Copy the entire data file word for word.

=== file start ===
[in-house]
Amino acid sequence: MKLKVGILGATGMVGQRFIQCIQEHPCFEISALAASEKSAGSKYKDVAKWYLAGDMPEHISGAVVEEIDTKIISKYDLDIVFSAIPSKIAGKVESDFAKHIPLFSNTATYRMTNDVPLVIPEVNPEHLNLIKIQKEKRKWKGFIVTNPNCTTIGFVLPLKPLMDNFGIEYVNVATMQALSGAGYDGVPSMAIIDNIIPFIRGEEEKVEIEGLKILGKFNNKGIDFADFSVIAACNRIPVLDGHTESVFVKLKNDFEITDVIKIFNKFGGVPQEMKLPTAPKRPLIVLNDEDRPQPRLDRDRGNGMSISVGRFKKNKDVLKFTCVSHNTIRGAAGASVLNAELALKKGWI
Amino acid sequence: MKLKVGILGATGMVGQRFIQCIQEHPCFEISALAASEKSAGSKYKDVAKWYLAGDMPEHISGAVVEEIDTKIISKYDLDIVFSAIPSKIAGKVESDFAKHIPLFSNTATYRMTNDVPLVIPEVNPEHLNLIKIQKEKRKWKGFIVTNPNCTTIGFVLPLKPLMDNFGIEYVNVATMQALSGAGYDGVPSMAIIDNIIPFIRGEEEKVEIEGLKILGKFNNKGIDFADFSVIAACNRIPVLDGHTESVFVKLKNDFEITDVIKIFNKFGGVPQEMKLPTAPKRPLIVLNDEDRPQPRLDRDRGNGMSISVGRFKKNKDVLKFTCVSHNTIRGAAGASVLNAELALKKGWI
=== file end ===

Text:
[in-house]
Amino acid sequence: MKLKVGILGATGMVGQRFIQCIQEHPCFEISALAASEKSAGSKYKDVAKWYLAGDMPEHISGAVVEEIDTKIISKYDLDIVFSAIPSKIAGKVESDFAKHIPLFSNTATYRMTNDVPLVIPEVNPEHLNLIKIQKEKRKWKGFIVTNPNCTTIGFVLPLKPLMDNFGIEYVNVATMQALSGAGYDGVPSMAIIDNIIPFIRGEEEKVEIEGLKILGKFNNKGIDFADFSVIAACNRIPVLDGHTESVFVKLKNDFEITDVIKIFNKFGGVPQEMKLPTAPKRPLIVLNDEDRPQPRLDRDRGNGMSISVGRFKKNKDVLKFTCVSHNTIRGAAGASVLNAELALKKGWI
Amino acid sequence: MKLKVGILGATGMVGQRFIQCIQEHPCFEISALAASEKSAGSKYKDVAKWYLAGDMPEHISGAVVEEIDTKIISKYDLDIVFSAIPSKIAGKVESDFAKHIPLFSNTATYRMTNDVPLVIPEVNPEHLNLIKIQKEKRKWKGFIVTNPNCTTIGFVLPLKPLMDNFGIEYVNVATMQALSGAGYDGVPSMAIIDNIIPFIRGEEEKVEIEGLKILGKFNNKGIDFADFSVIAACNRIPVLDGHTESVFVKLKNDFEITDVIKIFNKFGGVPQEMKLPTAPKRPLIVLNDEDRPQPRLDRDRGNGMSISVGRFKKNKDVLKFTCVSHNTIRGAAGASVLNAELALKKGWI